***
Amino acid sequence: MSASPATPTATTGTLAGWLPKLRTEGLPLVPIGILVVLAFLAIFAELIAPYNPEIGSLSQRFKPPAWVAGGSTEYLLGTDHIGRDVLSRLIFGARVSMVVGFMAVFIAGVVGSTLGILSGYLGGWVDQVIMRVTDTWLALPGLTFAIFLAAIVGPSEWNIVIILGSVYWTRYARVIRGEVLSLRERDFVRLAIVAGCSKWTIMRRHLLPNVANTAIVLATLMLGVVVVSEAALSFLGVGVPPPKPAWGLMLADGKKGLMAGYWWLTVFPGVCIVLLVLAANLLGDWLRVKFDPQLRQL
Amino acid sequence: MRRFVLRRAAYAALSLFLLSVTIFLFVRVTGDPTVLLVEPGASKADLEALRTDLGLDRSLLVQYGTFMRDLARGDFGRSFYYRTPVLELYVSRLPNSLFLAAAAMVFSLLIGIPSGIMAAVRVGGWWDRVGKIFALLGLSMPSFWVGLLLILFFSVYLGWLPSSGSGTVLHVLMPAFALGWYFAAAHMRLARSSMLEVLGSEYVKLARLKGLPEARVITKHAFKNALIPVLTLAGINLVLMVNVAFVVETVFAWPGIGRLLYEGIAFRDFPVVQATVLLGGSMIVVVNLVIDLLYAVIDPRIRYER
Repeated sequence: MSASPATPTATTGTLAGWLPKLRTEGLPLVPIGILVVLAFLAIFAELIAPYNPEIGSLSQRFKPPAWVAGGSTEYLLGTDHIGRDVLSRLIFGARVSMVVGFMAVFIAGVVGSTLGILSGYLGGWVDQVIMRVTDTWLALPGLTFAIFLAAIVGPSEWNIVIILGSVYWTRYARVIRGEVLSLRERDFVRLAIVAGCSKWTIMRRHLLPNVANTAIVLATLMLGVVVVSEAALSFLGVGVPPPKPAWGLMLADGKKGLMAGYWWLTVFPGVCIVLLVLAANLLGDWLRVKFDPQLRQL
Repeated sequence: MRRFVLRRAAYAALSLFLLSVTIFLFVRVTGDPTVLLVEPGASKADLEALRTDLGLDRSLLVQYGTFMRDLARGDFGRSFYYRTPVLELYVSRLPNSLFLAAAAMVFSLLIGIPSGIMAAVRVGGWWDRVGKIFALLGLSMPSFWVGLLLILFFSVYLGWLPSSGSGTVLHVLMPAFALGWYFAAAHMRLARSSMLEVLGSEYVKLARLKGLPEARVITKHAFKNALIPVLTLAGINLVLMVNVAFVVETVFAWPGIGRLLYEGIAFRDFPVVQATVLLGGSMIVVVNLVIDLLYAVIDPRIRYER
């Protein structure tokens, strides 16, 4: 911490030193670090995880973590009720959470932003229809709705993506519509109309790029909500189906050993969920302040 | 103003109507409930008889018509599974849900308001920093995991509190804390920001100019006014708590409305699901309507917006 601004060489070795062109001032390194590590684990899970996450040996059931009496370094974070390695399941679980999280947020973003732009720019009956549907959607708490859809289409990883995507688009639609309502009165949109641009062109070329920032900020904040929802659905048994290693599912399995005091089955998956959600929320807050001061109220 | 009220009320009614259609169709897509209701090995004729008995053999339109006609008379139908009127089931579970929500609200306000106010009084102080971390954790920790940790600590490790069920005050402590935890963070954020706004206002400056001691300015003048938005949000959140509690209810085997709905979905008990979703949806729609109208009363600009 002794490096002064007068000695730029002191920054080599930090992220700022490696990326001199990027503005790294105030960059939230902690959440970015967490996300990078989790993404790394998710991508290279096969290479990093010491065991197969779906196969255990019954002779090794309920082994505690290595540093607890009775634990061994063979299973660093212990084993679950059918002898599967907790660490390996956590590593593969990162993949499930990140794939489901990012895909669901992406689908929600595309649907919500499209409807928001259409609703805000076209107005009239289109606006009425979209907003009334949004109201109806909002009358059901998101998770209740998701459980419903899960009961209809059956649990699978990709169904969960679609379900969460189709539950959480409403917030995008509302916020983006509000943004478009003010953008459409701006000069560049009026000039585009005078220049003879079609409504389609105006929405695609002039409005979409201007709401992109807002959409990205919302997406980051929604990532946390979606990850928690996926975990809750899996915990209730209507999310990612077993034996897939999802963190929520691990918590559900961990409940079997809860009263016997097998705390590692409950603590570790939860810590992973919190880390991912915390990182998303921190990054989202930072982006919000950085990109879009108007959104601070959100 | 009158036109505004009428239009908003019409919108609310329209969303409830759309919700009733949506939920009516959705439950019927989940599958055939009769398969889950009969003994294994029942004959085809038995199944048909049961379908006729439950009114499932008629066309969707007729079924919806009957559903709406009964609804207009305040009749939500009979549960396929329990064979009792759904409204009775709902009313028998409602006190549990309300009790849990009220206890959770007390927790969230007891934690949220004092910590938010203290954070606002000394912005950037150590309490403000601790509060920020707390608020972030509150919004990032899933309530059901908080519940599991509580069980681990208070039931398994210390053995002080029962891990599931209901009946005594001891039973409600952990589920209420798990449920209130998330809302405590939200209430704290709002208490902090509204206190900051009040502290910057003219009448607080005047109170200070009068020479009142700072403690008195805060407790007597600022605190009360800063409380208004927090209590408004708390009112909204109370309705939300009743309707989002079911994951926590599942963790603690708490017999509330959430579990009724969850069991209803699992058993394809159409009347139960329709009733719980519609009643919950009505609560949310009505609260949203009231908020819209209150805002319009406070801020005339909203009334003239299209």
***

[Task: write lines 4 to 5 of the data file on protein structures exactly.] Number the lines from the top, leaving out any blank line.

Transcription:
Repeated sequence: MRRFVLRRAAYAALSLFLLSVTIFLFVRVTGDPTVLLVEPGASKADLEALRTDLGLDRSLLVQYGTFMRDLARGDFGRSFYYRTPVLELYVSRLPNSLFLAAAAMVFSLLIGIPSGIMAAVRVGGWWDRVGKIFALLGLSMPSFWVGLLLILFFSVYLGWLPSSGSGTVLHVLMPAFALGWYFAAAHMRLARSSMLEVLGSEYVKLARLKGLPEARVITKHAFKNALIPVLTLAGINLVLMVNVAFVVETVFAWPGIGRLLYEGIAFRDFPVVQATVLLGGSMIVVVNLVIDLLYAVIDPRIRYER
């Protein structure tokens, strides 16, 4: 911490030193670090995880973590009720959470932003229809709705993506519509109309790029909500189906050993969920302040 | 103003109507409930008889018509599974849900308001920093995991509190804390920001100019006014708590409305699901309507917006 601004060489070795062109001032390194590590684990899970996450040996059931009496370094974070390695399941679980999280947020973003732009720019009956549907959607708490859809289409990883995507688009639609309502009165949109641009062109070329920032900020904040929802659905048994290693599912399995005091089955998956959600929320807050001061109220 | 009220009320009614259609169709897509209701090995004729008995053999339109006609008379139908009127089931579970929500609200306000106010009084102080971390954790920790940790600590490790069920005050402590935890963070954020706004206002400056001691300015003048938005949000959140509690209810085997709905979905008990979703949806729609109208009363600009 002794490096002064007068000695730029002191920054080599930090992220700022490696990326001199990027503005790294105030960059939230902690959440970015967490996300990078989790993404790394998710991508290279096969290479990093010491065991197969779906196969255990019954002779090794309920082994505690290595540093607890009775634990061994063979299973660093212990084993679950059918002898599967907790660490390996956590590593593969990162993949499930990140794939489901990012895909669901992406689908929600595309649907919500499209409807928001259409609703805000076209107005009239289109606006009425979209907003009334949004109201109806909002009358059901998101998770209740998701459980419903899960009961209809059956649990699978990709169904969960679609379900969460189709539950959480409403917030995008509302916020983006509000943004478009003010953008459409701006000069560049009026000039585009005078220049003879079609409504389609105006929405695609002039409005979409201007709401992109807002959409990205919302997406980051929604990532946390979606990850928690996926975990809750899996915990209730209507999310990612077993034996897939999802963190929520691990918590559900961990409940079997809860009263016997097998705390590692409950603590570790939860810590992973919190880390991912915390990182998303921190990054989202930072982006919000950085990109879009108007959104601070959100 | 009158036109505004009428239009908003019409919108609310329209969303409830759309919700009733949506939920009516959705439950019927989940599958055939009769398969889950009969003994294994029942004959085809038995199944048909049961379908006729439950009114499932008629066309969707007729079924919806009957559903709406009964609804207009305040009749939500009979549960396929329990064979009792759904409204009775709902009313028998409602006190549990309300009790849990009220206890959770007390927790969230007891934690949220004092910590938010203290954070606002000394912005950037150590309490403000601790509060920020707390608020972030509150919004990032899933309530059901908080519940599991509580069980681990208070039931398994210390053995002080029962891990599931209901009946005594001891039973409600952990589920209420798990449920209130998330809302405590939200209430704290709002208490902090509204206190900051009040502290910057003219009448607080005047109170200070009068020479009142700072403690008195805060407790007597600022605190009360800063409380208004927090209590408004708390009112909204109370309705939300009743309707989002079911994951926590599942963790603690708490017999509330959430579990009724969850069991209803699992058993394809159409009347139960329709009733719980519609009643919950009505609560949310009505609260949203009231908020819209209150805002319009406070801020005339909203009334003239299209």